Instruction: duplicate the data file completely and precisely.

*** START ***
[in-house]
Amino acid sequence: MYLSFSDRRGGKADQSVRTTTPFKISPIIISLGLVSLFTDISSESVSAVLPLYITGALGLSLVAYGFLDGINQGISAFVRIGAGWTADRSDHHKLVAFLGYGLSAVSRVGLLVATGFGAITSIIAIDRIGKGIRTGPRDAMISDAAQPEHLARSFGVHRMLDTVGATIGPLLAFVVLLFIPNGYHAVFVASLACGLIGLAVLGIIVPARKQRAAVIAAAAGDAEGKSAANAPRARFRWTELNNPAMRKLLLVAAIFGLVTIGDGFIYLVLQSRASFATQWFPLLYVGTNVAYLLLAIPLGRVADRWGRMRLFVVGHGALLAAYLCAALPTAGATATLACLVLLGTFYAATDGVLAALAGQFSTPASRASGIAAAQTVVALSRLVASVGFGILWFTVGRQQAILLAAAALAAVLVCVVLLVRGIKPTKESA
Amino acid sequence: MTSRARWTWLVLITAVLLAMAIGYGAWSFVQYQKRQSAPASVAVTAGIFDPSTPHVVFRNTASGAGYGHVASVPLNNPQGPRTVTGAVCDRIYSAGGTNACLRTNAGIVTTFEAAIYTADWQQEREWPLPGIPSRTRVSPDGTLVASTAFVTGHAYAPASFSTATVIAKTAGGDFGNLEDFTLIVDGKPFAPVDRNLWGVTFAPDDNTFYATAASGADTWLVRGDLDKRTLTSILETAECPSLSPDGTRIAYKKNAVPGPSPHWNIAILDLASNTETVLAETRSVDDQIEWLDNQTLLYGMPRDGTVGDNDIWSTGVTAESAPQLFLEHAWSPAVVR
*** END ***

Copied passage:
[in-house]
Amino acid sequence: MYLSFSDRRGGKADQSVRTTTPFKISPIIISLGLVSLFTDISSESVSAVLPLYITGALGLSLVAYGFLDGINQGISAFVRIGAGWTADRSDHHKLVAFLGYGLSAVSRVGLLVATGFGAITSIIAIDRIGKGIRTGPRDAMISDAAQPEHLARSFGVHRMLDTVGATIGPLLAFVVLLFIPNGYHAVFVASLACGLIGLAVLGIIVPARKQRAAVIAAAAGDAEGKSAANAPRARFRWTELNNPAMRKLLLVAAIFGLVTIGDGFIYLVLQSRASFATQWFPLLYVGTNVAYLLLAIPLGRVADRWGRMRLFVVGHGALLAAYLCAALPTAGATATLACLVLLGTFYAATDGVLAALAGQFSTPASRASGIAAAQTVVALSRLVASVGFGILWFTVGRQQAILLAAAALAAVLVCVVLLVRGIKPTKESA
Amino acid sequence: MTSRARWTWLVLITAVLLAMAIGYGAWSFVQYQKRQSAPASVAVTAGIFDPSTPHVVFRNTASGAGYGHVASVPLNNPQGPRTVTGAVCDRIYSAGGTNACLRTNAGIVTTFEAAIYTADWQQEREWPLPGIPSRTRVSPDGTLVASTAFVTGHAYAPASFSTATVIAKTAGGDFGNLEDFTLIVDGKPFAPVDRNLWGVTFAPDDNTFYATAASGADTWLVRGDLDKRTLTSILETAECPSLSPDGTRIAYKKNAVPGPSPHWNIAILDLASNTETVLAETRSVDDQIEWLDNQTLLYGMPRDGTVGDNDIWSTGVTAESAPQLFLEHAWSPAVVR